SDLP leader Mark Durkan has written to the Minister for Justice Michael McDowell seeking clarification on the case for repatriation. Former SDLP leader John Hume has also called for the case to be dealt with speedily.
Sinn Féin TD Arthur Morgan issued a statement calling on “the British and Irish governments to speed-up existing repatriation procedures and return Aidan Hulme to Ireland immediately so he can receive the medical attention currently denied to him in England.”
Aiden’s case was also raised in Leinster House recently by Independent TD for Dublin North Central Finian McGrath.
The Irish Commission for Prisoners Overseas has also backed calls for Aiden’s repatriation. Fr. Gerry McFlynn of the Irish Commission for Prisoners Overseas said:
"Aidan has to be sent back to Ireland as soon as possible. He is one of about 20 prisoners waiting to come home. The process takes between two-and-a- half to three years, which is unacceptable given the distress it causes to inmates and their families. You have to wonder if the will is there to move quickly on these issues. All we can do is try to keep as much pressure on the authorities as possible. In this case, the hold-up is with the Irish, and we are pushing for a resolution given the state of his health."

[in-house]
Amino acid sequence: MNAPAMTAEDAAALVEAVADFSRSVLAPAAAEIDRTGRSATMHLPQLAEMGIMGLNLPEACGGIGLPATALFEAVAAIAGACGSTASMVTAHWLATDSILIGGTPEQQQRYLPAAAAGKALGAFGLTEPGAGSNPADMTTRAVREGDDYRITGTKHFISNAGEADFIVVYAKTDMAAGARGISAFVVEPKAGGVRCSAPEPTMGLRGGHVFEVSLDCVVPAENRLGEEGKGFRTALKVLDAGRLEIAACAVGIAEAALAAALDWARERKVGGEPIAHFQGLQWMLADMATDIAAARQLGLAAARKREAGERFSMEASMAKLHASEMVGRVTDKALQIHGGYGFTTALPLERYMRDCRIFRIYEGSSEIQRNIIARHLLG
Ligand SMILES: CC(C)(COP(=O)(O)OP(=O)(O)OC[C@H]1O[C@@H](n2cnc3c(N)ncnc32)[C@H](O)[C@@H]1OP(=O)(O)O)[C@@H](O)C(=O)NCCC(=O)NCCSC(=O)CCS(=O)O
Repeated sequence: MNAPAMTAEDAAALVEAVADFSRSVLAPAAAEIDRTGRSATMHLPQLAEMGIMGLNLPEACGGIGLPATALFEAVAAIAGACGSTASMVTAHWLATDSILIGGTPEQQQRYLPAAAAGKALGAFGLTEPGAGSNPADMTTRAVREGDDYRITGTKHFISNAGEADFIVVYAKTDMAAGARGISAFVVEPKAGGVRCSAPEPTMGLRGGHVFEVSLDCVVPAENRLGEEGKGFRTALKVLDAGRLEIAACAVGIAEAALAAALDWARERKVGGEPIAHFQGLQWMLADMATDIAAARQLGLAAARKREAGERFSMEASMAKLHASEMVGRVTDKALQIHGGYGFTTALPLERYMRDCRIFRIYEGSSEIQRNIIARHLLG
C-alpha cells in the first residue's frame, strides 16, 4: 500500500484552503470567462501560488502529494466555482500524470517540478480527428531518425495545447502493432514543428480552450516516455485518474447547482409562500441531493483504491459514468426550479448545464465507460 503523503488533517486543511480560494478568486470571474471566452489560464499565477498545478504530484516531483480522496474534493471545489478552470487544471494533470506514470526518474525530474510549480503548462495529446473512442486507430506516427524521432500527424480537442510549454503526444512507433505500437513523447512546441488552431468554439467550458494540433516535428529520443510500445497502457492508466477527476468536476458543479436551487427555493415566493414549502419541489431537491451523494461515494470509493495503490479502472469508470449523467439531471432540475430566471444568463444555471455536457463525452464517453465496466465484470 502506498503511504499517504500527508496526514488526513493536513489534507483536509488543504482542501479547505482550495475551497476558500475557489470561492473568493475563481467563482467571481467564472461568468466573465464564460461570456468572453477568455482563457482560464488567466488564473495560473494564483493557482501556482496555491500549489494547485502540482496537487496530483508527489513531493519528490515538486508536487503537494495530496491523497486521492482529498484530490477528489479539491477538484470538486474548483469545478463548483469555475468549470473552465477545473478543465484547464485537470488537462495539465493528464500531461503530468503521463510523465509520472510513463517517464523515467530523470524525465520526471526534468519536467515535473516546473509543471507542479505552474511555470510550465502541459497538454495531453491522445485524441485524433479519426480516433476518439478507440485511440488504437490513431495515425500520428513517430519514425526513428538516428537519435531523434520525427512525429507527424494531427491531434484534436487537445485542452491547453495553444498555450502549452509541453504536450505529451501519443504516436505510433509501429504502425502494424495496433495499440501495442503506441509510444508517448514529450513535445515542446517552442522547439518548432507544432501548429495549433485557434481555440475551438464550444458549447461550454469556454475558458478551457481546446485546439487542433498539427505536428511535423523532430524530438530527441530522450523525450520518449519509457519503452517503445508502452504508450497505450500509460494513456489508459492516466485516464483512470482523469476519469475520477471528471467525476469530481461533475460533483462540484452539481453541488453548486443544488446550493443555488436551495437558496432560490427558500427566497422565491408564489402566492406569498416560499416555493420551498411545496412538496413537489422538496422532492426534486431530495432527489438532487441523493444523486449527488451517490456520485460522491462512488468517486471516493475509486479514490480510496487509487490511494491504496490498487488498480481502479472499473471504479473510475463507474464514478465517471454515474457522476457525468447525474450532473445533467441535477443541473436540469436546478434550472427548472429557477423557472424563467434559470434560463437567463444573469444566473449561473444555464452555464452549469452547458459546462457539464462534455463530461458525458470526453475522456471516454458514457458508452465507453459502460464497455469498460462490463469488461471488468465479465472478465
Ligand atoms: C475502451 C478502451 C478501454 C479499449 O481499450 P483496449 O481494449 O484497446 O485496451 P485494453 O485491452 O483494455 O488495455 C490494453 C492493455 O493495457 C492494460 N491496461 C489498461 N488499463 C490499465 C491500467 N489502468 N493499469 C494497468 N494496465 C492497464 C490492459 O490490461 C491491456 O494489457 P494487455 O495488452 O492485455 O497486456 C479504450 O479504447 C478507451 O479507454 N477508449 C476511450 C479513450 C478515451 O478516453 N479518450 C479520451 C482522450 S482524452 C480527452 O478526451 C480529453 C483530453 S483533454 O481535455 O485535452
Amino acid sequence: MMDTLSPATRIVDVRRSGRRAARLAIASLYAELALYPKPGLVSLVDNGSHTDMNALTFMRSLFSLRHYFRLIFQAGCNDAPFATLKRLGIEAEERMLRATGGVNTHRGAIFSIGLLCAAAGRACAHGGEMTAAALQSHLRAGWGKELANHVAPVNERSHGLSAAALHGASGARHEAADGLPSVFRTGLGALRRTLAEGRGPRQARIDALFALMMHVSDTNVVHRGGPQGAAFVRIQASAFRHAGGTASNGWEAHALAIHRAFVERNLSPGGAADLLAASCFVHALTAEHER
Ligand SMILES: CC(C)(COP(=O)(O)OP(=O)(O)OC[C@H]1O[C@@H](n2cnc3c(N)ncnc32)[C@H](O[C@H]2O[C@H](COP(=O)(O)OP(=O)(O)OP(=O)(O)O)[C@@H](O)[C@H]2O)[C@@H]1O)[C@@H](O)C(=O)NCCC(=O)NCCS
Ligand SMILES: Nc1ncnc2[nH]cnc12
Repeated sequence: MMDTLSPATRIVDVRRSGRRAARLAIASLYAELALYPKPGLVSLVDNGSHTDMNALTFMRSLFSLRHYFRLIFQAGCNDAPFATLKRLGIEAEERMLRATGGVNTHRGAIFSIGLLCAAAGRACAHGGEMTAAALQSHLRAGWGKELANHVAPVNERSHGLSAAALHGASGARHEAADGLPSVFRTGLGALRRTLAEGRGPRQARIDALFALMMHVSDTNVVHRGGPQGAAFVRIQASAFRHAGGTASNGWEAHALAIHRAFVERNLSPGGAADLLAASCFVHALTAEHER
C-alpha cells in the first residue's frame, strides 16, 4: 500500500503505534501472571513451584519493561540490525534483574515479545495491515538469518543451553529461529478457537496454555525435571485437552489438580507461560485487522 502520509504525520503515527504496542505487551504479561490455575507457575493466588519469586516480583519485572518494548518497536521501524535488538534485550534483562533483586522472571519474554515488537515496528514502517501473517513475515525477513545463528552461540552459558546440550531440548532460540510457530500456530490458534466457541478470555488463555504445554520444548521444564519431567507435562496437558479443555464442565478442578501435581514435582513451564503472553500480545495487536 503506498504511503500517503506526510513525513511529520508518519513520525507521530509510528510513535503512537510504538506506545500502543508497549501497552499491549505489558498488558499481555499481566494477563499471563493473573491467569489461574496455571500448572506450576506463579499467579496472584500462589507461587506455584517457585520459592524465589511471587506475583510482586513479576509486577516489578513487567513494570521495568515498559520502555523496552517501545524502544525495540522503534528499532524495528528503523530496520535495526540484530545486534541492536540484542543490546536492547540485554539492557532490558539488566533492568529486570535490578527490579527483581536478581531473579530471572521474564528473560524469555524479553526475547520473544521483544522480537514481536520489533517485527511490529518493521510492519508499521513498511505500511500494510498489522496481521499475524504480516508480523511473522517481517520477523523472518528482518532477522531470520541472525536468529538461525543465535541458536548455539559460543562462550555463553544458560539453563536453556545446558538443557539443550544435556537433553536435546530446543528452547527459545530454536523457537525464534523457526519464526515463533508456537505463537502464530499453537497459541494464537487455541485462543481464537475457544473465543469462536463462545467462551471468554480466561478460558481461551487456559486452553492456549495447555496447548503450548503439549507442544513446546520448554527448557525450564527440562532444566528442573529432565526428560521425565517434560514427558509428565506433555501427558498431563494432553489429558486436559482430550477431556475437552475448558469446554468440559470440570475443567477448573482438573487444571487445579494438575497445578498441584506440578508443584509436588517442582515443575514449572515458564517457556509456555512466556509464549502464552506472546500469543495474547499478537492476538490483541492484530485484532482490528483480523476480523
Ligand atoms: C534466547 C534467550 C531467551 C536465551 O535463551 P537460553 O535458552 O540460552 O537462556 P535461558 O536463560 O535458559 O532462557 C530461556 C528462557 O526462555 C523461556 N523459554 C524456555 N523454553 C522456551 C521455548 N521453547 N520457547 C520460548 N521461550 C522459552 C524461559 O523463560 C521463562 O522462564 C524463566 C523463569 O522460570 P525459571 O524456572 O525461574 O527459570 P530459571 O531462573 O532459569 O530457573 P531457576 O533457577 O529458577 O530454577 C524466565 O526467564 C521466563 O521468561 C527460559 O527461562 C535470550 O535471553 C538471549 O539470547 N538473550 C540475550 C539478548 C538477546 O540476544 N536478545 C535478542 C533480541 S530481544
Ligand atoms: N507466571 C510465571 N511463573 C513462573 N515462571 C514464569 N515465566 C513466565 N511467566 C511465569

Campaign is Growing:
A recent protest outside of the GPO in Dublin attracted a sizeable crowd which was representative of a broad section of political opinion. Paul Doyle, one of the organizers of the protest said they were delighted with the turnout and the response from the general public. “We are encouraged by the response form the general public to Aiden’s plight and will to continue to put pressure on the Department of Justice to speed up Aiden’s application for repatriation.”
Letter from Aiden Hulme
I am outlining the current situation regarding my medical condition as I am unsure whether you have been given the full details.